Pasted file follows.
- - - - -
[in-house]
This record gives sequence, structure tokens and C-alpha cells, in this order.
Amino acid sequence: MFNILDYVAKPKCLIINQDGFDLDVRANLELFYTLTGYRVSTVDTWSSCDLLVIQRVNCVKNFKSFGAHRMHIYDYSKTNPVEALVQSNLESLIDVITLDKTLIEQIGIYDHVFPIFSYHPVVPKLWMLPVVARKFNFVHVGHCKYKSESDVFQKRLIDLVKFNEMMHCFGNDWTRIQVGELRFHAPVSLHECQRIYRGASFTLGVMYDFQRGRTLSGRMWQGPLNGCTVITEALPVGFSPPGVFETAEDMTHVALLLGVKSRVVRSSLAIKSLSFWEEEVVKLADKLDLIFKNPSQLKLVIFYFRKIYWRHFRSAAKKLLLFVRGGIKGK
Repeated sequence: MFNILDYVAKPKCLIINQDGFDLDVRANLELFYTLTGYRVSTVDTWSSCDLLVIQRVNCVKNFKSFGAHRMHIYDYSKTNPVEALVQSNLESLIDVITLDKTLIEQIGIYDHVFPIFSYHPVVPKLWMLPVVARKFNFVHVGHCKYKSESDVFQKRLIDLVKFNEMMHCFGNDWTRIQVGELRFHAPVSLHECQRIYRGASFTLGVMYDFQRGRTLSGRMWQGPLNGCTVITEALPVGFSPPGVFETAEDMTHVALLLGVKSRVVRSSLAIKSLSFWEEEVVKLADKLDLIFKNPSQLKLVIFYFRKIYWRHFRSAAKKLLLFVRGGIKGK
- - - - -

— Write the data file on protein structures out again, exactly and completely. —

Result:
[in-house]
This record gives sequence, structure tokens and C-alpha cells, in this order.
Amino acid sequence: MFNILDYVAKPKCLIINQDGFDLDVRANLELFYTLTGYRVSTVDTWSSCDLLVIQRVNCVKNFKSFGAHRMHIYDYSKTNPVEALVQSNLESLIDVITLDKTLIEQIGIYDHVFPIFSYHPVVPKLWMLPVVARKFNFVHVGHCKYKSESDVFQKRLIDLVKFNEMMHCFGNDWTRIQVGELRFHAPVSLHECQRIYRGASFTLGVMYDFQRGRTLSGRMWQGPLNGCTVITEALPVGFSPPGVFETAEDMTHVALLLGVKSRVVRSSLAIKSLSFWEEEVVKLADKLDLIFKNPSQLKLVIFYFRKIYWRHFRSAAKKLLLFVRGGIKGK
Repeated sequence: MFNILDYVAKPKCLIINQDGFDLDVRANLELFYTLTGYRVSTVDTWSSCDLLVIQRVNCVKNFKSFGAHRMHIYDYSKTNPVEALVQSNLESLIDVITLDKTLIEQIGIYDHVFPIFSYHPVVPKLWMLPVVARKFNFVHVGHCKYKSESDVFQKRLIDLVKFNEMMHCFGNDWTRIQVGELRFHAPVSLHECQRIYRGASFTLGVMYDFQRGRTLSGRMWQGPLNGCTVITEALPVGFSPPGVFETAEDMTHVALLLGVKSRVVRSSLAIKSLSFWEEEVVKLADKLDLIFKNPSQLKLVIFYFRKIYWRHFRSAAKKLLLFVRGGIKGK